It makes some of the usual mistakes. Long sections of italics in the read-aloud. The read-aloud says things like “you are startled” and “you see”, both using a “you” perspective and telling the players what their characters think/feel instead of writing something that MAKES the players feel that feel. You have to make a STR test to walk up a hill. It uses a fancy illuminated font for the keys in the text, making it harder to find the associated key.

A couple of things of special interest. First, the maps here are … interesting. Rather, they kind of LOOK interesting. There’s a decent overland map (that I think is probably never used?) and a detailed dungeon map. Both of which are essentially illegible. Too dark, not enough detail, or, perhaps, the pertinent detail is lost in the colors. You just can’t make out what is going on, where the cliffs are, etc. Which is too bad, it looks like it could have been an interesting complimentary map. I mean, if it weren’t a linear dungeon.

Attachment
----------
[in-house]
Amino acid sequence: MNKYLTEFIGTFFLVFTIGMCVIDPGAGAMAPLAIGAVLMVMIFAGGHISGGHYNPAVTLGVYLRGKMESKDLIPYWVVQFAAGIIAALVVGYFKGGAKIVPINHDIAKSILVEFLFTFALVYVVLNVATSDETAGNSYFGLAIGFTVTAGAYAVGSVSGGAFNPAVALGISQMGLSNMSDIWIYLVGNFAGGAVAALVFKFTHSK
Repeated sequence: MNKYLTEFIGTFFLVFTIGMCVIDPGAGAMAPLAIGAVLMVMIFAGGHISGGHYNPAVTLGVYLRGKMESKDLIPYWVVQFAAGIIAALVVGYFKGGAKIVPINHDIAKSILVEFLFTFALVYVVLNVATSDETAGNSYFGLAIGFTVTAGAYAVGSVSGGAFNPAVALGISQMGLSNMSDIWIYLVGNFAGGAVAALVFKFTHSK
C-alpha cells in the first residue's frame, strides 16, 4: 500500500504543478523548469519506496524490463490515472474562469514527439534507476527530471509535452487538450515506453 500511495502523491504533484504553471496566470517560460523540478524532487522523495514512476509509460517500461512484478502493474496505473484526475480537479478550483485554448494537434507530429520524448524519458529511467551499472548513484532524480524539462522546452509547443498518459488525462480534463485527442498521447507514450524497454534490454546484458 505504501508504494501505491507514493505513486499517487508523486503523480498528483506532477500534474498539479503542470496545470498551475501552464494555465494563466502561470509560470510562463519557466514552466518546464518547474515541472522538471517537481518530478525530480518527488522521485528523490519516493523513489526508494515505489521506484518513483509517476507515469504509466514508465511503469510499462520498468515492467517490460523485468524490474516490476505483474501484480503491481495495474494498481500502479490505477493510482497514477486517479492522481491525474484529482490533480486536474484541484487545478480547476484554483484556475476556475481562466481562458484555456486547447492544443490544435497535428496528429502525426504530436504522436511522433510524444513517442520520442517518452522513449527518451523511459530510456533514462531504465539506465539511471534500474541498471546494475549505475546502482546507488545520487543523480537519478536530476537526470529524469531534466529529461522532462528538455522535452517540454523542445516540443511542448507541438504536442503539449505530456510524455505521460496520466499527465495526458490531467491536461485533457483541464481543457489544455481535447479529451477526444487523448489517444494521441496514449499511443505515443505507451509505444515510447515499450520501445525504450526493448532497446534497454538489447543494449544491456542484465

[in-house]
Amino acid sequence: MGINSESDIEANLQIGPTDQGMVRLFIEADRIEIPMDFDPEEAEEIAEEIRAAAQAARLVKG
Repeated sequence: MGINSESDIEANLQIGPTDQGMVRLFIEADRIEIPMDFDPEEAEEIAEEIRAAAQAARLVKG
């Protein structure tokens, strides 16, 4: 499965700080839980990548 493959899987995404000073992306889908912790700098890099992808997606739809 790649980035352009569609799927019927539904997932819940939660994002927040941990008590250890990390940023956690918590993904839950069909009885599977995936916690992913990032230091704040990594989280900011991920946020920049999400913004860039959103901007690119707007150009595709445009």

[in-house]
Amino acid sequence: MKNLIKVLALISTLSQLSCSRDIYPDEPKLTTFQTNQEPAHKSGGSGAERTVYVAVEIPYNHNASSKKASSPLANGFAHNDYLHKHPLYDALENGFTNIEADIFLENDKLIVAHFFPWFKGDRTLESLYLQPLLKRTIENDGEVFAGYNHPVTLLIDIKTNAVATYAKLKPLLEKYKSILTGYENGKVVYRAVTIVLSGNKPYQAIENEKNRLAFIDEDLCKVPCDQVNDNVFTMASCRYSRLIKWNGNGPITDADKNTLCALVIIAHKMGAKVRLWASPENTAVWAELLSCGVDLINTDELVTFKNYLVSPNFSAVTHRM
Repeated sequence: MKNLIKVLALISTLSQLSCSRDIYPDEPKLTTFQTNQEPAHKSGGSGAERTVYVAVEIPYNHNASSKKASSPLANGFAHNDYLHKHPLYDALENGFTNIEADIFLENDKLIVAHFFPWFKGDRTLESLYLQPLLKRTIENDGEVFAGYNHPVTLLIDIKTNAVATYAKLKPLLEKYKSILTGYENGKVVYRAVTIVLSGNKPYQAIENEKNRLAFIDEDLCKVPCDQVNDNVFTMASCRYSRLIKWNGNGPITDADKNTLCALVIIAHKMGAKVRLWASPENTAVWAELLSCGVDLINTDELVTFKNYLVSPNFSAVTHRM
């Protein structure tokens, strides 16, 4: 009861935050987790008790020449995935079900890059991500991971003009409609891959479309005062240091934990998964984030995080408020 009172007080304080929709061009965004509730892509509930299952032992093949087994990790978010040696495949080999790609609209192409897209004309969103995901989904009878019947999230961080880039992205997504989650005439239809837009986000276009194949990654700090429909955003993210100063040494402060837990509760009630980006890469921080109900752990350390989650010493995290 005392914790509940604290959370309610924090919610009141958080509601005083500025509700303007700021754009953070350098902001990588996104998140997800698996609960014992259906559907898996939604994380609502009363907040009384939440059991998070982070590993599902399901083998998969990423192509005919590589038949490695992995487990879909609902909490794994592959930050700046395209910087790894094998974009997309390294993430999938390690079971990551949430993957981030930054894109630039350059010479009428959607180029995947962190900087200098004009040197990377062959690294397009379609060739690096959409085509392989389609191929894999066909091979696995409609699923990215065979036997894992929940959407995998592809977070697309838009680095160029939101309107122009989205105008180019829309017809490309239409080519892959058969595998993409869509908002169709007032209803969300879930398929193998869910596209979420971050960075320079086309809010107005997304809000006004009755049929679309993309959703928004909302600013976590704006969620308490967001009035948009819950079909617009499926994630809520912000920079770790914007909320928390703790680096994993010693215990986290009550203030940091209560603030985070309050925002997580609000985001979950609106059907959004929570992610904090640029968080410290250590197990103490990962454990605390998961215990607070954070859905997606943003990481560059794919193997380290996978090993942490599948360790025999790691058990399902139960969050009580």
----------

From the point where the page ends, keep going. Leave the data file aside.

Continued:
Then there’s the handwaving. I saw this in the context of the page count. Six pages for the adventure, recall. And yet certain parts of the adventure are handwaved, essentially everything but the room keys proper. Asking around in villages gets you that undead block the road and that there are mines under the monastery that you can use to get in. It’s literally handled in one sentence, also verbatim for what I typed there. And there’s nothing about the region around the monastery, the undead on the road, etc. If your party wants to try that there’s nothing there to support the DM. GO DOWN THE LINEAR DUNGEON BECAUSE THATS WHAT THE dESIGNER WANTED YOU TO DO. A page, to cover rumors in the village and/or the region around the monastery, the undead attacks, etc, would have been great. Just a fucking page, for context. To add something for the DM to run and support them. But, no.

So, is it offensive? Well, no, not overly so. Is it something that I would ever want to run in a million years? No. Not at all. The knight thing can be stolen for a better adventure, but that’s about it.

This is Pay What You Want at DriveThru with a suggested price of $1. The preview is ten pages and you get to see the map and the first three or four rooms. This gives yo ua good idea of what you are buying, so, a good preview. Take a look at that map; looks interesting, right? And the formatting of the room keys is ok also. 


https://www.drivethrurpg.com/product/340889/Mount-SaintMikkel?1892600

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1 Response to Mount Saint-Mikkel, D&D adventure review

  1. squeen says:

    Looks like the maps were pasted in directly from a computer program/game.

    Sadly, this will probably be the trend as the hobby moves from the table top to the tablet.